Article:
A lot of the Fin Tech industry revolves around the easy stuff. The new app on your phone. The saving pennies, nickels and dimes app. The new investing app.
This is all well and good, but it’s easier to build these kinds of things. Infrastructure is hard. Some of the other things in fin tech are really hard because of all the regulations that stand it your way. Innovation becomes expensive. How many investors are lining up to fund a company that has $500k in regulatory costs before you know if it works or not?
I am watching the launch of IEX with great interest. They recently received approval to start trading from the SEC. I am a big fan of competition. It will be fascinating to see if their hypothesis wins and they can beat other exchanges like BATS. There are a lot of moving parts to an exchange. It’s not just a matching algorithm.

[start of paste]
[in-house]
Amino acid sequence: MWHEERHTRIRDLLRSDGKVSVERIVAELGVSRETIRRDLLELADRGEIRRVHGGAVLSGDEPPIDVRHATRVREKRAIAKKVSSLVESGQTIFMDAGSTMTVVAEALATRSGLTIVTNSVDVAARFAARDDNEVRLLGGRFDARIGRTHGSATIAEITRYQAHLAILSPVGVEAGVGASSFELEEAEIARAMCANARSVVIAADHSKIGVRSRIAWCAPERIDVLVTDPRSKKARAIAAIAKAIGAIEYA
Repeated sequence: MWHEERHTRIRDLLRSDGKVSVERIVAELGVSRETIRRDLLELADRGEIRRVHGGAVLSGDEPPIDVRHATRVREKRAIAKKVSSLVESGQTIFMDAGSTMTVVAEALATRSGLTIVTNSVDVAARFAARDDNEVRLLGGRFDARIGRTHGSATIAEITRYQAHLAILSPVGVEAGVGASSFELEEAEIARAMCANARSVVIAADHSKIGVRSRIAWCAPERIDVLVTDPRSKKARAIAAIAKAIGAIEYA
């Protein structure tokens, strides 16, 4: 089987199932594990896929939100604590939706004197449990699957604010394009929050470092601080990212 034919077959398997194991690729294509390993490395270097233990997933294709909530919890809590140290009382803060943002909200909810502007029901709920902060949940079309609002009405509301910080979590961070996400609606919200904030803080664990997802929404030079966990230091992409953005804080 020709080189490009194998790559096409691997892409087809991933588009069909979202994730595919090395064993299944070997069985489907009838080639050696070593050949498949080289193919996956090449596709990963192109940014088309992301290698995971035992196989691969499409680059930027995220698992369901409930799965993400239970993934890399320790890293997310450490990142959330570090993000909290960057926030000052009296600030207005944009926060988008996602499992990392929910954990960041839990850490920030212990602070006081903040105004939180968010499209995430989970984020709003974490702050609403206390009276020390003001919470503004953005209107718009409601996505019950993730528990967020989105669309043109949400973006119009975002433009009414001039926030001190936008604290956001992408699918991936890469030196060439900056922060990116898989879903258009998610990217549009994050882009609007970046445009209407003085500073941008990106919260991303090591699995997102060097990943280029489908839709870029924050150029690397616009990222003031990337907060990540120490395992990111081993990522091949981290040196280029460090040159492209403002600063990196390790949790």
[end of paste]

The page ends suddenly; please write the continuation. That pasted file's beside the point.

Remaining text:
Markets are core to our human DNA. A lot of things that were previously in vertical silos can be made more efficient via a marketplace. Marketplaces are different kinds of networks. Look for a lot of previously untouched industries to be modified using a market.
There is a second wave of Fin Tech innovation coming. It requires a fair amount of domain expertise. The entrepreneur has to know where the bodies are buried. In many cases, they need practical experience with the problem so they can solve it. Of course, because the cost of technology is so cheap, it can be hard to find funding for it. Because the problems are so hidden, it can also be hard to explain.
One example of heavy lifting is local Chicago company Dough. If you compare prior options trading platforms like Think or Swim or Options Express to Dough, there isn’t much of a comparison. Dough is much more intuitive and opens the options market up to less sophisticated investors.
The increased regulation and change in capital requirements is forcing the industry to figure out lightweight ways to innovate old processes. I am not a fan of the new regulations, but they aren’t going away. You’ll hear political candidates crow about repealing Obamacare, but you won’t hear them tout a repeal of Dodd-Frank. Or Basel 3. Or Mifid 2.
This wave of innovation will cut costs inside institutions. It will make things more efficient. But, it requires heavy lifting.